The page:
Hawkings

Defeated Lawmakers Trek From the Hill to Middle Earth — And Beyond

Life after Congress has included ambassadorships for dozens

Former Sen. Scott Brown was nominated by President Donald Trump to be U.S. ambassador to New Zealand. (Bill Clark/CQ Roll Call file photo)

If three makes a trend and four creates a pattern, then dispatching favored congressional losers to New Zealand has become not just a sliver but a pillar of the American diplomatic order. 

When Scott Brown takes over the embassy in Wellington by this summer — his confirmation virtually assured thanks to the endorsements of both Democratic senators who have defeated him — the onetime matinee idol for Republican centrists will become the fourth former member of Congress who’s assumed that particular ambassadorship after being rejected by the voters.

It’s a curious criterion for filling the position, because getting defeated in a prominent campaign for the Senate provides no obviously important experience for representing the United States to one of its most prominent and loyal allies on the Pacific Rim.

But such is the rarely predictable, although often political, nature of how a president chooses his envoys to the world — a process that seems destined to look as mercurial as ever now that President Donald Trump has taken over.

As his presidency passed the symbolic 100-day mark, in addition to Brown, the president has tapped candidates for only a half dozen of the most prominent ambassadorships, among them Gov. Terry E. Branstad of Iowa for China, former Gov. Jon Huntsman Jr. of Utah to Russia, the president’s bankruptcy lawyer David Friedman for Israel and New York Jets owner Woody Johnson for the United Kingdom.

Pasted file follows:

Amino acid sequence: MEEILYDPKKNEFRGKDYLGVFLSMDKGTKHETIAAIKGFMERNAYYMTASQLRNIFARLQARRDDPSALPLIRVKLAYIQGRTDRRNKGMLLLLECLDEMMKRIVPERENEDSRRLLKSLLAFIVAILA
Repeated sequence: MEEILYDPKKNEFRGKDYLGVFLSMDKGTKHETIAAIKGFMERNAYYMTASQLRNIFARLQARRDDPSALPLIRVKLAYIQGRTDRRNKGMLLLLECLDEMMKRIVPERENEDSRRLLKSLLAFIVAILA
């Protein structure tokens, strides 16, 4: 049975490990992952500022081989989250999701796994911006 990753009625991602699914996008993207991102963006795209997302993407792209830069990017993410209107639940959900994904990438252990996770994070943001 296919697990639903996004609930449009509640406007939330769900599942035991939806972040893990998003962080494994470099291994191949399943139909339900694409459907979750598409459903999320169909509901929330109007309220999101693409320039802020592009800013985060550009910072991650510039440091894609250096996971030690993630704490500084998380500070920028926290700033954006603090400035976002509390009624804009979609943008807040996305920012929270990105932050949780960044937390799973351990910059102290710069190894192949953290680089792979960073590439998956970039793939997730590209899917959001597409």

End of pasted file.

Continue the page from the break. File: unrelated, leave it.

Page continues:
With more than 180 positions still open, frenzied lobbying for the choicest continues to intensify, mainly among the legions of generous Republican donors hoping to be rewarded with a plush posting, mostly in the Caribbean or Western Europe.

But, if the past is any prologue, at least a couple of the jobs will go to onetime lawmakers — some hoping a toehold in the diplomatic corps will restart a public service career cut short by their constituents, others seeking a life other than lobbying after leaving the Capitol voluntarily.

Peter Hoekstra of Michigan, a former House Intelligence chairman who retired in 2010, is eyeing a return to the Netherlands, where he was born. Randy Neugebauer of Texas, a senior member of House Financial Services who left at the end of last year, is getting mentioned for Mexico.

There’s also a chance that Trump, who’s already cherry-picked several lawmakers for his Cabinet, will fill a premier ambassadorship with an incumbent on the Hill. Each of the three previous presidents has done so, most recently when President Barack Obama persuaded Democrat Max Baucus three years ago to relinquish the Senate Finance Committee chairmanship and become envoy to Beijing.

One member of the Trump senior team, Director of National Intelligence Dan Coats, was ambassador to Germany for almost four years in between his stints as a GOP senator from Indiana.

Altogether, nine members of Congress have resigned to take ambassadorships in the past century and 56 others — precisely split between the parties — have assumed such posts since Word War I after lawmaking tenures, a search of the Biographical Directory of the United States Congress reveals.

(Composite by Chris Hale/CQ Roll Call)
(Composite by Chris Hale/CQ Roll Call)

Parting gift

Brown is now slated to join that roster as something of a consolation prize, his widely expected nomination for Veterans Affairs secretary disappearing after a reportedly disastrous job interview with Trump during the transition.

Endorsing Trump just before his crucial victory in the New Hampshire primary has breathed new life into Brown’s mercurial public career. Running as an outsider moderate, the onetime Cosmopolitan centerfold and state legislator scored one of the bigger upsets in recent congressional history in 2010 to become the first GOP senator from Massachusetts in 32 years. But he lost to Elizabeth Warren two years later, then relocated next door to New Hampshire but came up short in his 2014 challenge to Sen. Jeanne Shaheen. He’s been a contributor to Fox News since then.